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Copyright 2016 NPR. To see more, visit http://www.npr.org/.

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Shutdown Diary: Obama Takes On The Default Deniers

Oct 8, 2013
Originally published on October 8, 2013 8:30 pm

On Day 8 of the federal government's partial shutdown, President Obama called House Speaker John Boehner. But the morning phone call produced no movement toward resolution, according to readouts by aides to both men.

Here are some of Tuesday's news highlights:

President Obama

Obama gave his first lengthy press conference since early August, answering questions for more than an hour.

The president repeated what his aides have said recently, that he could accept a short-term debt ceiling increase if that would buy time for him, Senate Democrats and House Republicans to negotiate a longer-term agreement.

The president also said that on legislation to reopen the government, he would be willing to accept a rider requiring him to negotiate with them on areas of interest to Republicans — like the Affordable Care Act. He was clear, however, that any negotiations would be over fixing pieces of the law, not undoing it as many Republicans would like.

"If they want to specify all the items that they think need to be topic of conversation, happy to do it," Obama said. "I'm happy to sit down with them for as many hours as they want. I won't let them gut a law that is going to make sure tens of millions of people actually get health care, but I'm happy to talk about it."

Obama used the news conference to counter Republican default deniers who have argued for three years that breaching the debt ceiling wouldn't necessarily be as catastrophic as some experts insist.

"There are still some people out there who don't believe that default is a real thing. And we've been hearing that from some Republicans in Congress: that default would not be a big deal. ...

"Warren Buffett likened default to a nuclear bomb, a weapon too horrible to use," Obama said. "It would disrupt markets, it would undermine the world's confidence in America as the bedrock of the global economy, and it might permanently increase our borrowing costs which, of course, ironically would mean that it would be more expensive for us to service what debt we do have and it would add to our deficits and our debt, not decrease them."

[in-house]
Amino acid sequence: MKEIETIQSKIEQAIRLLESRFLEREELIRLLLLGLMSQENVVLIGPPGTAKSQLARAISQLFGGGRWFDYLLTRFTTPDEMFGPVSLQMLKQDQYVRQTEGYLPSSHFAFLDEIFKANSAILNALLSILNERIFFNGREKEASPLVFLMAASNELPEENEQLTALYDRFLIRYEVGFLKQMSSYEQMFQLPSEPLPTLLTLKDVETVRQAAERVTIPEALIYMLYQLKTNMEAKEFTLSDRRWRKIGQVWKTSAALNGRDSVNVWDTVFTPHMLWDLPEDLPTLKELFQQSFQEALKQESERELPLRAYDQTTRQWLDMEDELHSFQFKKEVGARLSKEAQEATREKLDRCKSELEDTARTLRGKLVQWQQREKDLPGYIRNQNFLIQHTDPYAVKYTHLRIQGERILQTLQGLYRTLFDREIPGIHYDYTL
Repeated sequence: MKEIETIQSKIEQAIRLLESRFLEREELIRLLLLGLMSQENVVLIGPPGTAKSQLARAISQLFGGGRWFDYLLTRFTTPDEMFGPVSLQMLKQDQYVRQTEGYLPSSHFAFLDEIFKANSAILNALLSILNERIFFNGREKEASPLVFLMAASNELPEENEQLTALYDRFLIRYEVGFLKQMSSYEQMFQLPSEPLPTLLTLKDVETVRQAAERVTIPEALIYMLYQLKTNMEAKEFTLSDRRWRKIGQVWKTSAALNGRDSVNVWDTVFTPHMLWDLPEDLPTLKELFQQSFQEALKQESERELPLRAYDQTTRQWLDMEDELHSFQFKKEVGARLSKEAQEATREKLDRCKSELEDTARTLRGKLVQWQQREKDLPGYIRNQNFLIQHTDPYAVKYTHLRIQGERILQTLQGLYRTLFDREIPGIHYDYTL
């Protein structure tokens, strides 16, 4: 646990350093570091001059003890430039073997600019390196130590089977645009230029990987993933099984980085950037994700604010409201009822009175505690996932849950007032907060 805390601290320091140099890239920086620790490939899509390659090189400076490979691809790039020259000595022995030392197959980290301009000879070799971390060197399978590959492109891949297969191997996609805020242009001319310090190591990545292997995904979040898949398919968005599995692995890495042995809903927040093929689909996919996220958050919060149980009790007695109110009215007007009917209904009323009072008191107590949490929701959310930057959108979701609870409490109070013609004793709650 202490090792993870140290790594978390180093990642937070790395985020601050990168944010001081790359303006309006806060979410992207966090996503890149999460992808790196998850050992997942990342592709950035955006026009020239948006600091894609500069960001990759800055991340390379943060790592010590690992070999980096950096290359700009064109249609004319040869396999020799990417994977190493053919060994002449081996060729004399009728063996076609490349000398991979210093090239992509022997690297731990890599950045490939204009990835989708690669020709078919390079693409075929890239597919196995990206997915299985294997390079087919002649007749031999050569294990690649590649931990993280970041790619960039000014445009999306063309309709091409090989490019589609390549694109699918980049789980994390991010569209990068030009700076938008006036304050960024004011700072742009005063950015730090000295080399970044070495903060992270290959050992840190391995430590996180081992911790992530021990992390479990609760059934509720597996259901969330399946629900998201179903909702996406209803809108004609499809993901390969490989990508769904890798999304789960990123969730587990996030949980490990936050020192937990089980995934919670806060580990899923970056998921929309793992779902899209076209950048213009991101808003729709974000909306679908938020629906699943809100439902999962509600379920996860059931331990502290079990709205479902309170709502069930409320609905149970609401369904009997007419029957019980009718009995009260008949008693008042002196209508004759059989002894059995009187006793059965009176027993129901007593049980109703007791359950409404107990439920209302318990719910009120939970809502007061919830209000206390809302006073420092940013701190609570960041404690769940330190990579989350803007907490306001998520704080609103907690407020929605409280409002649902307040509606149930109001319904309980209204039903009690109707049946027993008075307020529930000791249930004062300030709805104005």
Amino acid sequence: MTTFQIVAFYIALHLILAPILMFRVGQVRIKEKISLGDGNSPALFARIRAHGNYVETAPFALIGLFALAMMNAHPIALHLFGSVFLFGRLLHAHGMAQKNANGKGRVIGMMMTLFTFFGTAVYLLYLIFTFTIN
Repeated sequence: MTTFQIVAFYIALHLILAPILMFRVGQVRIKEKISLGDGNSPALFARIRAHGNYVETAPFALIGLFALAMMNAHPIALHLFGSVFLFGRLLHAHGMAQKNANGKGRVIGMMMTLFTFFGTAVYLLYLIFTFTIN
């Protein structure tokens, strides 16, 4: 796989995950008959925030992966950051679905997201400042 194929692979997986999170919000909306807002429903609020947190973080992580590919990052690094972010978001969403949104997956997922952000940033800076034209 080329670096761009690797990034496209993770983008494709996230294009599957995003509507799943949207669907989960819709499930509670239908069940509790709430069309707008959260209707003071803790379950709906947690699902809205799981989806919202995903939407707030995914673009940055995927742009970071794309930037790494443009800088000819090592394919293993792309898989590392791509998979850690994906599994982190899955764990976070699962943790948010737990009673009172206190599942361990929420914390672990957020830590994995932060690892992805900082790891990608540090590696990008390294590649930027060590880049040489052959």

Congress

House Speaker John Boehner responded to Obama's news conference with his own, much briefer media availability in which he continued to insist that negotiations must take place before the government is fully reopened and the debt ceiling raised.

"The president's position that we're not going to sit down to talk to you until you surrender is just not sustainable. It's not our system of government. When it comes to the debt limit, I agree with the president — we should pay our bills. I didn't come here to shut down the government. I certainly didn't come here to default on our debt.

"But when it comes to the debt limit, again, over the last 40 years, 27 times, the debt limit has been used to carry significant policy changes that would, in fact, reduce spending and put us on a saner fiscal path."

House Republicans also introduced legislation for a new bipartisan committee comprising 20 lawmakers evenly split between the House and Senate to make recommendations on a fiscal 2014 budget, the debt ceiling and spending cuts.

Democrats quickly rejected the idea, recalling the earlier fiscal supercommittee whose congressional Democratic and Republican members failed to reach agreement, resulting in across-the-board sequester cuts to a range of domestic spending programs.

Beyond The Beltway

The government shutdown has led to the Defense Department's inability to pay death benefits to the families of five U.S. service members killed in Afghanistan over the weekend. Congressional lawmakers blamed the other party.

In Utah, GOP Gov. Gary Herbert asked the federal government to let the state use its own funds to reopen the national parks in the state that have been closed by the shutdown.

The National Science Foundation said it was shutting down its three scientific stations in the Antarctic, which will prevent the arrival of hundreds of scientists who had hoped to start conducting research during the continent's spring and summer.

Copyright 2013 NPR. To see more, visit http://www.npr.org/.